Nashville

Also known as Music City, Memphis is the country music capital of the world, which is hard to ignore here.  This city’s history is steeped in music and there are lots of museums, music halls and other sights to remind you of this. Head to the Country Music Hall of Fame to see memorabilia of country icons on display or take a tour through the Ryman Auditorium where some of the biggest stars played and still perform today. Your stay in Nashville wouldn’t be complete with a night out on Broadway which is famous for its live music venues.

Downtown Nashville

Photo by Michael Hicks under Creative Commons Licence

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Travel by the Book

Our Travel Directors are avid readers.  They know one of the best ways to soak up the essence of a region or city is through a powerful novel or fascinating account set there.  So we’ve asked for their recommendations of engrossing reads that get you under the skin of the destinations they know so well.

Ireland

Eve Hand recommends Round Ireland with a Fridge by Tony Hawks

Destinations : Ireland

“…captures the small town feel of a country of almost 6 million inhabitants…encounters reveal the charm and warmth of the Irish.”

After a drunken bet, Tony Hawks literally travelled around Ireland with a fridge. Needless to say, a month spent on the road with his frosty companion provided the perfect set-up for amusing, touching and even surreal encounters with the locals.  Ideal travel reading for those who like a lot of humour – from belly laughs to wry smiles – to go with their insights into regional sensibilities.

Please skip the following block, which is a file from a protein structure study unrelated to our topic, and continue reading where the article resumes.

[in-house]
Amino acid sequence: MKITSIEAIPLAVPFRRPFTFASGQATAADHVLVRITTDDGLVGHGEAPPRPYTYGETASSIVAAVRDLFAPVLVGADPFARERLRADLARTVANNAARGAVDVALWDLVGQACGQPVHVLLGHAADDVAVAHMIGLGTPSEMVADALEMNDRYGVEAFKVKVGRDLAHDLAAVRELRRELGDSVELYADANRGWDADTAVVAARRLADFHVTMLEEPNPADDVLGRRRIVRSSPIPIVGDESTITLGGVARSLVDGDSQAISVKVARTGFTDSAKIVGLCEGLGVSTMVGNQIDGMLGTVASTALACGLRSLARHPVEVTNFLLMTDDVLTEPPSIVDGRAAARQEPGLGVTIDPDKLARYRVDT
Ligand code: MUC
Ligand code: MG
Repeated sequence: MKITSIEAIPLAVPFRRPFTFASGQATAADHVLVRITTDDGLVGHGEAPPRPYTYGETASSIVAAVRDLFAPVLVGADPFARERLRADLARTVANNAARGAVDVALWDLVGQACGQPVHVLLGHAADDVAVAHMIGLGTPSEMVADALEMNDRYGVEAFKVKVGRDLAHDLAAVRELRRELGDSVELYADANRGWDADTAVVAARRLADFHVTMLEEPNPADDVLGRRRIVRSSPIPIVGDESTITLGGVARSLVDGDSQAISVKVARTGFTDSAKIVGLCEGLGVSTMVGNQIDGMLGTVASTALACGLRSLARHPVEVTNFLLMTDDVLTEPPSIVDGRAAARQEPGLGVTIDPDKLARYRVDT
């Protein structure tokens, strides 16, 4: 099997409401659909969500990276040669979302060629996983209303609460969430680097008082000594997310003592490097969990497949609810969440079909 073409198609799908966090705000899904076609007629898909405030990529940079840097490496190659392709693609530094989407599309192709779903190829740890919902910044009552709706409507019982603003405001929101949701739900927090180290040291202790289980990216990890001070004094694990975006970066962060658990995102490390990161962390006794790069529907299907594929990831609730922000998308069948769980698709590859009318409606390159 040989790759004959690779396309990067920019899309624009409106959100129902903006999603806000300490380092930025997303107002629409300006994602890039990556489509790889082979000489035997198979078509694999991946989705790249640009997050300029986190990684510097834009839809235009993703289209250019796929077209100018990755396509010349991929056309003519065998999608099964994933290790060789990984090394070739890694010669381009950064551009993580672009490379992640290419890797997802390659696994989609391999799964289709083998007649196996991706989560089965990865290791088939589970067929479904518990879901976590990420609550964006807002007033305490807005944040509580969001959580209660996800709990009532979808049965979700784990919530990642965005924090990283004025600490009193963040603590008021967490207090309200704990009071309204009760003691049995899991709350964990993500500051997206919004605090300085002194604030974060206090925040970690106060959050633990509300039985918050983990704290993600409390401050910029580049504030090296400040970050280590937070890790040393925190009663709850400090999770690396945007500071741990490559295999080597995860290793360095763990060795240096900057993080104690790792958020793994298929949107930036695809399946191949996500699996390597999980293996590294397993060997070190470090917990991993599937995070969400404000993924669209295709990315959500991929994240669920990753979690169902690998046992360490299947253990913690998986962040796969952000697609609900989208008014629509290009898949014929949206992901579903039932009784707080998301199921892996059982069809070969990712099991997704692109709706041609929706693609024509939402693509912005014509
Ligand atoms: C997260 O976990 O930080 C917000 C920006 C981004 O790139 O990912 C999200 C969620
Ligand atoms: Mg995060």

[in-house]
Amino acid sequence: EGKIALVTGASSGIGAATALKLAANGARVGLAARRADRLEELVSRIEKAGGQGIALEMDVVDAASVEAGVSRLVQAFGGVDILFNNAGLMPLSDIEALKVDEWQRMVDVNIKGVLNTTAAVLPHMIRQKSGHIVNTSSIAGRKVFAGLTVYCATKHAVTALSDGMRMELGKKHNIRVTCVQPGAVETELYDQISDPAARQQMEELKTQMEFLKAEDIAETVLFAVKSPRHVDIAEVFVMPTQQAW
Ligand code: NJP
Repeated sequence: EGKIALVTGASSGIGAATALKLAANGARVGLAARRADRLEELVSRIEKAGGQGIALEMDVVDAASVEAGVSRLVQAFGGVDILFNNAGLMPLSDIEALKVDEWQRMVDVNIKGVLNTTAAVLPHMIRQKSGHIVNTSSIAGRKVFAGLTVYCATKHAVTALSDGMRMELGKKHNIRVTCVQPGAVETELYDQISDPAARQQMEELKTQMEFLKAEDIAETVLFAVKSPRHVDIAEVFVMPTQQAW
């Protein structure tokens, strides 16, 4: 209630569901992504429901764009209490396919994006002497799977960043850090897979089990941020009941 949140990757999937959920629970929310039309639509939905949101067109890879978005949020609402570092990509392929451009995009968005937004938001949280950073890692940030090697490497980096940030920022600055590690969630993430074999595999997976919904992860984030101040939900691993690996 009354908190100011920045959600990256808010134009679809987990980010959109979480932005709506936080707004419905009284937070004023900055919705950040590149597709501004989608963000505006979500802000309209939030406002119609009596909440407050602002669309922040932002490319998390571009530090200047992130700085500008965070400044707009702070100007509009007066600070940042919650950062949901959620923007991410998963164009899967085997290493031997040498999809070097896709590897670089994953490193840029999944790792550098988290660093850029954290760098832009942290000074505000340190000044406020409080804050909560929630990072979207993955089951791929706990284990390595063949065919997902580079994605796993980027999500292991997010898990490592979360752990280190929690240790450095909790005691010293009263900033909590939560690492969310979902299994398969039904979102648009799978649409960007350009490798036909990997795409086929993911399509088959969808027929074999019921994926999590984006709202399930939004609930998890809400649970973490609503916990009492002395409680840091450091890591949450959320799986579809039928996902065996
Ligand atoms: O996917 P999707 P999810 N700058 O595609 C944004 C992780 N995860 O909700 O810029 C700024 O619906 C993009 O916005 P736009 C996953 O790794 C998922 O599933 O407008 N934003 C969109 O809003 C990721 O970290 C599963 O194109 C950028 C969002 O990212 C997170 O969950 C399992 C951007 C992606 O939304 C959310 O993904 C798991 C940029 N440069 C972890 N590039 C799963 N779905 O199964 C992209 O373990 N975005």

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Our Travel Directors’ Favourite Foodie Hotspots

Our Travel Directors are experts in their destination. So they’re always able to point you in the direction of excellent local dining. To put our money where our mouth is, we’ve asked Travel Directors working in very different regions to recommend some of their favourites.

RED FISH BLUE FISH IN VICTORIA

Peter Ray recommends Red Fish Blue Fish which is not your run of the mill fish and chip shop. Located in the beautiful Victoria inner harbour in an old shipping container, this place has taken fish and chips to a new level.  Modern flourishes blended with traditional methods. The halibut and chips is a favourite as are the tempura cod tacones. The spotted shrimp mayo is to die for. Loved by locals and a tourist fave, there is always a queue but it is worth the wait.

tempura cod tacones

Photo by Alyson Hurt under Creative Commons Licence

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South Kensington Museums

South Kensington is home to some of the biggest and best museums in London, and one of the best things about them is that – they’re free! Situated in beautiful open spaces, you could easily spend the whole day wandering around the museums and taking in the great sights, parks and restaurants that South Kensington has to offer. Another great thing is that the museums are all within easy walking distance, so there is no rushing from one to the other on tubes or buses. Take a look at some of the highlights of each museum: